Inflammatory conditions foster burnout. Similarly to obesity, chronic stress increases circulating cytokines, inflammatory messengers which perpetuate inflammation through the blood and brain - and result in conditions such as arthritis, diabetes, heart disease and Alzheimer’s Disease. As you’ve probably guessed, these, too, exacerbate the body’s stress response. Not only is inflammation a stressful experience for the body in itself, but these inflammatory messengers also increase the secretion of stress hormone, cortisol.


Type 2 diabetics are more likely to suffer from burnout. Cortisol and blood glucose levels have an intimate relationship. When stressed, cortisol, the body’s main stress hormone, triggers the release of glucose into the blood stream to mobilise the body for the stressful situation. When blood glucose subsequently  dips during the characteristic rollercoaster associated with blood sugar dysregulation, hypoglycaemia (low blood sugar) also triggers the release of stress hormone cortisol – which ultimately results in higher blood sugar levels. Cortisol also de-sensitises insulin, the main hormone responsible for glucose uptake into cells. What does this sound like? Diabetes Type 2. What came first – the chicken or the egg?


Athletes and gym goers are also at increased risk of burnout. During exercise, the body releases the stress hormone, cortisol. In short bursts, this helps to dull inflammation, and blood cortisol levels return to normal relatively quickly. However, in endurance athletes and those exercising for multiple hours consecutively, blood cortisol levels can remain high for several days, which can result in catabolism, or break down of muscle – and impeded performance and recovery. If sufficient rest, recovery and low intensity sessions are not factored in, this is a recipe for burnout. The result is not only declining performance, but frequent onset of infections and injuries, mood changes and lack of motivation to train, and complete exhaustion. Given the association between burnout and inflammatory conditions like arthritis, this can be even more debilitating for a budding athlete.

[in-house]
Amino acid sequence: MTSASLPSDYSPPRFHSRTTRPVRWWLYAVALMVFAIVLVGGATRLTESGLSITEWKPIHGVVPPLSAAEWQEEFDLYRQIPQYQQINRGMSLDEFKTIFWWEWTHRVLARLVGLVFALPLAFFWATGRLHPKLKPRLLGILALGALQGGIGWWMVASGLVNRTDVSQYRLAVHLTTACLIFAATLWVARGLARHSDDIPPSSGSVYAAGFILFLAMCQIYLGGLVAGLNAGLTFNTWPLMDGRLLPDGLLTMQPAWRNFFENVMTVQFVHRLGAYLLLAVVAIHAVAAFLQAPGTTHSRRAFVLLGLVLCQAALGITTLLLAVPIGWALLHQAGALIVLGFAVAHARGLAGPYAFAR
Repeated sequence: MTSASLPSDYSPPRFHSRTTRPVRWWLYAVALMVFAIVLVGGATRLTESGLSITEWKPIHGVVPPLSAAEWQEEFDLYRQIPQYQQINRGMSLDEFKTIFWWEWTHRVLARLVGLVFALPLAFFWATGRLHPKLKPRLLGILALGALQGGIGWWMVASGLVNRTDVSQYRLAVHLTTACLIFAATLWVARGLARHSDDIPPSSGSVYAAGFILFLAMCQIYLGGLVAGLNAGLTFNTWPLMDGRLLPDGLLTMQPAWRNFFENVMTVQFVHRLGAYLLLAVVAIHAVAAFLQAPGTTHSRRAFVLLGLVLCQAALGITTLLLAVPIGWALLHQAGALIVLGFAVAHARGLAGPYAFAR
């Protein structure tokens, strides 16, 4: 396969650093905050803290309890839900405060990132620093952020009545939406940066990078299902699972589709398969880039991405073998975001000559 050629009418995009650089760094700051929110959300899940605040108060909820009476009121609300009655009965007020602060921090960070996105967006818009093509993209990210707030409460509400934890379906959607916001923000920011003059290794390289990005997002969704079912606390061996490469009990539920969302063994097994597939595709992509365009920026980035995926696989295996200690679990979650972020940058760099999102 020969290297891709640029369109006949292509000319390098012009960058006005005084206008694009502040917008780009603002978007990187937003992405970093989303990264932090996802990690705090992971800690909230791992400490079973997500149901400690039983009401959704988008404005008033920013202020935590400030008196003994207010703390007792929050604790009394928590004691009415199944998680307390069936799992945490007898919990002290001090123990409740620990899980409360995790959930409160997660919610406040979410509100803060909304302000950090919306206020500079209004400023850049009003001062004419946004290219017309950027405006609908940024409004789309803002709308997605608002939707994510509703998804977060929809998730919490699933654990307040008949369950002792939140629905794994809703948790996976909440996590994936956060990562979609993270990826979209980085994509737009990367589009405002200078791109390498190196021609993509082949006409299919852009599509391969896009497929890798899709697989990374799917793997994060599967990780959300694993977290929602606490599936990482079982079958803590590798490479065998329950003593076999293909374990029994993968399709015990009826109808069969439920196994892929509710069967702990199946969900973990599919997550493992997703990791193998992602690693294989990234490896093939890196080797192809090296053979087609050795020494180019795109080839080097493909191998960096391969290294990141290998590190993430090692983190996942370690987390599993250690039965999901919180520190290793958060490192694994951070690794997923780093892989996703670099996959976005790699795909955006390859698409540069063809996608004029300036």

"How common is burnout? Are women more likely to be affected than men?"

 



Recent research suggests that, whilst gender-typing presumes men will be at most risk of burnout, female workers are actually the most likely, with contributing factors including working longer hours, difficulties in separating work and personal life (increasingly difficult when working from home) – and family life. Studies suggest that mothers in employment are 28% more likely to experience burnout than their male counterparts. When we factor in the hormonal changes experienced during pregnancy and post-partum, without considering the pressures of motherhood and working life, it’s easy to see how this can prompt burnout.